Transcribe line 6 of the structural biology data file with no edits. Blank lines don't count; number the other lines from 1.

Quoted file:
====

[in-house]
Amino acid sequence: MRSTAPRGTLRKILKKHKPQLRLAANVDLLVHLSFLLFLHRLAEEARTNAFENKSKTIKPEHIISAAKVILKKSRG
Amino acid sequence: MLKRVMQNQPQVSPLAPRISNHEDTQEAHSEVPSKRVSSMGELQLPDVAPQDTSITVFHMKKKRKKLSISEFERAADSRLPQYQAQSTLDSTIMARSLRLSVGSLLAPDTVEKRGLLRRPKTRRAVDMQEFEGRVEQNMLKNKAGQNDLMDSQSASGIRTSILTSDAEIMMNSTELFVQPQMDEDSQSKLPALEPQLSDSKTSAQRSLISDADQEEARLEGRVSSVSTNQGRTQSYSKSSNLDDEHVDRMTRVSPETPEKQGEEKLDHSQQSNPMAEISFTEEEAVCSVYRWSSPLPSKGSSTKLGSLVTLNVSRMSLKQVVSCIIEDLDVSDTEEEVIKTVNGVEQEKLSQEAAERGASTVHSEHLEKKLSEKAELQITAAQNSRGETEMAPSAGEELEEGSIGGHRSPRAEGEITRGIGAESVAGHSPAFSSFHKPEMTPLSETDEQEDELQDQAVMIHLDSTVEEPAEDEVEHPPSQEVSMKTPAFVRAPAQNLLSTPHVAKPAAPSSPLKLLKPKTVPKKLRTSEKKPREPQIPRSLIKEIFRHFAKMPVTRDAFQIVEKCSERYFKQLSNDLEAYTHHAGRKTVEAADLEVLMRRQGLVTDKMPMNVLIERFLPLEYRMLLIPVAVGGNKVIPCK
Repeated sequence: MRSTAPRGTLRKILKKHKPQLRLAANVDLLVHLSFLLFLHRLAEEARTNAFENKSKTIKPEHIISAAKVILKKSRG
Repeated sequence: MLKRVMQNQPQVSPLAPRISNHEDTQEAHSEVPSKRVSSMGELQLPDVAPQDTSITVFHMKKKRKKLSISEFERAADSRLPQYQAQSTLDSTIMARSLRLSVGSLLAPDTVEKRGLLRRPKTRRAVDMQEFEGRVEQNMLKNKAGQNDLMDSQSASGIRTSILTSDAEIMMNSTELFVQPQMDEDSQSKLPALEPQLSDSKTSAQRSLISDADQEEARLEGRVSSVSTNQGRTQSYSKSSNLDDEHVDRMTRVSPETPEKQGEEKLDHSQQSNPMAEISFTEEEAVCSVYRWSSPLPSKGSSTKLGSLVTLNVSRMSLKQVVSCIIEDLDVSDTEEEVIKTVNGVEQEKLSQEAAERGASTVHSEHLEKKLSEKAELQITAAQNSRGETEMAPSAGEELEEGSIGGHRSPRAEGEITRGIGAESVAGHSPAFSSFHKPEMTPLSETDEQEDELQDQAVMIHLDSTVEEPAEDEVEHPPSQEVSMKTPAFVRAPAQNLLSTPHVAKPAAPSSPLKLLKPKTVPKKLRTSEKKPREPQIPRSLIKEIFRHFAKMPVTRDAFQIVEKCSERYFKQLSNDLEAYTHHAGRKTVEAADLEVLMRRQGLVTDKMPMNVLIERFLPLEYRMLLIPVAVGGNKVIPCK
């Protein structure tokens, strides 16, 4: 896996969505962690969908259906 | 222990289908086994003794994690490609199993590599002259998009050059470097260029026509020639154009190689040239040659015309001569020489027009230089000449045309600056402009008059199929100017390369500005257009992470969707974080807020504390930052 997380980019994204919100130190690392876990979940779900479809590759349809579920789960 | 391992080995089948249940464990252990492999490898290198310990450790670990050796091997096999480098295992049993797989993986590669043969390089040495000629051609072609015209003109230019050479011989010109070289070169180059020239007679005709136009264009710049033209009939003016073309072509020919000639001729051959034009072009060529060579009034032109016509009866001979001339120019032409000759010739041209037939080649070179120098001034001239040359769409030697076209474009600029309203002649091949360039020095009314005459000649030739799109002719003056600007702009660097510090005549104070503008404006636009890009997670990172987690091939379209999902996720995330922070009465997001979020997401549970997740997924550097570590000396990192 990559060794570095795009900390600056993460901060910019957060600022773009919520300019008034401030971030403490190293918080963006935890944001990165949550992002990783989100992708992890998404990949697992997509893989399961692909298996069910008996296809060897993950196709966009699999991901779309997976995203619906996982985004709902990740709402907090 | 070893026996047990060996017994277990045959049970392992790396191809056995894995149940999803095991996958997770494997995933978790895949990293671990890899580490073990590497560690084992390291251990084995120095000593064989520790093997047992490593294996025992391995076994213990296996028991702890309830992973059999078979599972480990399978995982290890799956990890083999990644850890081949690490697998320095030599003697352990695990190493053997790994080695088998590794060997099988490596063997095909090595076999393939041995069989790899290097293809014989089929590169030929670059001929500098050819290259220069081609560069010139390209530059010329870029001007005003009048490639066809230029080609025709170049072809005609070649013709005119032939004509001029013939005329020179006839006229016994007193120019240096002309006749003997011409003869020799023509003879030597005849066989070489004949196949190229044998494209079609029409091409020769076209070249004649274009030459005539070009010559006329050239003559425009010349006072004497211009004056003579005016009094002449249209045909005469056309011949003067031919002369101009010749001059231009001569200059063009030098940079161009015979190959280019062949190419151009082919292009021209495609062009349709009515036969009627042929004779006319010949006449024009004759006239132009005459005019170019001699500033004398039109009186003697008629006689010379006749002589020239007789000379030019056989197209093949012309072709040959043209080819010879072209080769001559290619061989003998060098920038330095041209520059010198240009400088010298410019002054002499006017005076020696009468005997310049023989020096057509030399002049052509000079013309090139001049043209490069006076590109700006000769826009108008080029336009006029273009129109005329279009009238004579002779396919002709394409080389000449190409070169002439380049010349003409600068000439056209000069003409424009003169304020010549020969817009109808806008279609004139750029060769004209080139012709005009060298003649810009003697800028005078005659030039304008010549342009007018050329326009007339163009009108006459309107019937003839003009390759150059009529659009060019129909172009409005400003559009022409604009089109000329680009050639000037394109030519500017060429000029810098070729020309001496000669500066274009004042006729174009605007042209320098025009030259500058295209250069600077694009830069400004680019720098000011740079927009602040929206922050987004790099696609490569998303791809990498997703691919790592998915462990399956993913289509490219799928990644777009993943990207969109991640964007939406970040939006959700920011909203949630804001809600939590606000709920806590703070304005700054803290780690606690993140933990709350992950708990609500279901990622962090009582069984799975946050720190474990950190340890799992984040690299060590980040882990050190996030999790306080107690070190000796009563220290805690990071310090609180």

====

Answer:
């Protein structure tokens, strides 16, 4: 896996969505962690969908259906 | 222990289908086994003794994690490609199993590599002259998009050059470097260029026509020639154009190689040239040659015309001569020489027009230089000449045309600056402009008059199929100017390369500005257009992470969707974080807020504390930052 997380980019994204919100130190690392876990979940779900479809590759349809579920789960 | 391992080995089948249940464990252990492999490898290198310990450790670990050796091997096999480098295992049993797989993986590669043969390089040495000629051609072609015209003109230019050479011989010109070289070169180059020239007679005709136009264009710049033209009939003016073309072509020919000639001729051959034009072009060529060579009034032109016509009866001979001339120019032409000759010739041209037939080649070179120098001034001239040359769409030697076209474009600029309203002649091949360039020095009314005459000649030739799109002719003056600007702009660097510090005549104070503008404006636009890009997670990172987690091939379209999902996720995330922070009465997001979020997401549970997740997924550097570590000396990192 990559060794570095795009900390600056993460901060910019957060600022773009919520300019008034401030971030403490190293918080963006935890944001990165949550992002990783989100992708992890998404990949697992997509893989399961692909298996069910008996296809060897993950196709966009699999991901779309997976995203619906996982985004709902990740709402907090 | 070893026996047990060996017994277990045959049970392992790396191809056995894995149940999803095991996958997770494997995933978790895949990293671990890899580490073990590497560690084992390291251990084995120095000593064989520790093997047992490593294996025992391995076994213990296996028991702890309830992973059999078979599972480990399978995982290890799956990890083999990644850890081949690490697998320095030599003697352990695990190493053997790994080695088998590794060997099988490596063997095909090595076999393939041995069989790899290097293809014989089929590169030929670059001929500098050819290259220069081609560069010139390209530059010329870029001007005003009048490639066809230029080609025709170049072809005609070649013709005119032939004509001029013939005329020179006839006229016994007193120019240096002309006749003997011409003869020799023509003879030597005849066989070489004949196949190229044998494209079609029409091409020769076209070249004649274009030459005539070009010559006329050239003559425009010349006072004497211009004056003579005016009094002449249209045909005469056309011949003067031919002369101009010749001059231009001569200059063009030098940079161009015979190959280019062949190419151009082919292009021209495609062009349709009515036969009627042929004779006319010949006449024009004759006239132009005459005019170019001699500033004398039109009186003697008629006689010379006749002589020239007789000379030019056989197209093949012309072709040959043209080819010879072209080769001559290619061989003998060098920038330095041209520059010198240009400088010298410019002054002499006017005076020696009468005997310049023989020096057509030399002049052509000079013309090139001049043209490069006076590109700006000769826009108008080029336009006029273009129109005329279009009238004579002779396919002709394409080389000449190409070169002439380049010349003409600068000439056209000069003409424009003169304020010549020969817009109808806008279609004139750029060769004209080139012709005009060298003649810009003697800028005078005659030039304008010549342009007018050329326009007339163009009108006459309107019937003839003009390759150059009529659009060019129909172009409005400003559009022409604009089109000329680009050639000037394109030519500017060429000029810098070729020309001496000669500066274009004042006729174009605007042209320098025009030259500058295209250069600077694009830069400004680019720098000011740079927009602040929206922050987004790099696609490569998303791809990498997703691919790592998915462990399956993913289509490219799928990644777009993943990207969109991640964007939406970040939006959700920011909203949630804001809600939590606000709920806590703070304005700054803290780690606690993140933990709350992950708990609500279901990622962090009582069984799975946050720190474990950190340890799992984040690299060590980040882990050190996030999790306080107690070190000796009563220290805690990071310090609180």